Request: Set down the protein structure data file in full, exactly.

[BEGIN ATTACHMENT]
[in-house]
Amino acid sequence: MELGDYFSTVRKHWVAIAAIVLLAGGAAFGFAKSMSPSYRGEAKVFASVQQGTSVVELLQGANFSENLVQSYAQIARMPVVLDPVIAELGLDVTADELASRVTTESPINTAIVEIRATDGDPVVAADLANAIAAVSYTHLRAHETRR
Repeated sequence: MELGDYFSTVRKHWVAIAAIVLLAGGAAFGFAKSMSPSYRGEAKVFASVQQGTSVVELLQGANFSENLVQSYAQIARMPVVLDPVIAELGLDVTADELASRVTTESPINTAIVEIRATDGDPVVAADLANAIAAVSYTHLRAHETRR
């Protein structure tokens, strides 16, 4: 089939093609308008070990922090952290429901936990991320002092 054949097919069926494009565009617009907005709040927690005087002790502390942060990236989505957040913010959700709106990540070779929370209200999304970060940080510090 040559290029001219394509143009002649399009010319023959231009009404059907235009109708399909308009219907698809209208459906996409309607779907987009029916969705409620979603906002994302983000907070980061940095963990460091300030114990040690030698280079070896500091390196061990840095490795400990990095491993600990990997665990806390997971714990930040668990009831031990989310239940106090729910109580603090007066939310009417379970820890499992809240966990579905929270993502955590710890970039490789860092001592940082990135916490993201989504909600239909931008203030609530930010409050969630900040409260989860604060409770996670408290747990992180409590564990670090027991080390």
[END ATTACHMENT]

[in-house]
Amino acid sequence: MELGDYFSTVRKHWVAIAAIVLLAGGAAFGFAKSMSPSYRGEAKVFASVQQGTSVVELLQGANFSENLVQSYAQIARMPVVLDPVIAELGLDVTADELASRVTTESPINTAIVEIRATDGDPVVAADLANAIAAVSYTHLRAHETRR
Repeated sequence: MELGDYFSTVRKHWVAIAAIVLLAGGAAFGFAKSMSPSYRGEAKVFASVQQGTSVVELLQGANFSENLVQSYAQIARMPVVLDPVIAELGLDVTADELASRVTTESPINTAIVEIRATDGDPVVAADLANAIAAVSYTHLRAHETRR
């Protein structure tokens, strides 16, 4: 089939093609308008070990922090952290429901936990991320002092 054949097919069926494009565009617009907005709040927690005087002790502390942060990236989505957040913010959700709106990540070779929370209200999304970060940080510090 040559290029001219394509143009002649399009010319023959231009009404059907235009109708399909308009219907698809209208459906996409309607779907987009029916969705409620979603906002994302983000907070980061940095963990460091300030114990040690030698280079070896500091390196061990840095490795400990990095491993600990990997665990806390997971714990930040668990009831031990989310239940106090729910109580603090007066939310009417379970820890499992809240966990579905929270993502955590710890970039490789860092001592940082990135916490993201989504909600239909931008203030609530930010409050969630900040409260989860604060409770996670408290747990992180409590564990670090027991080390």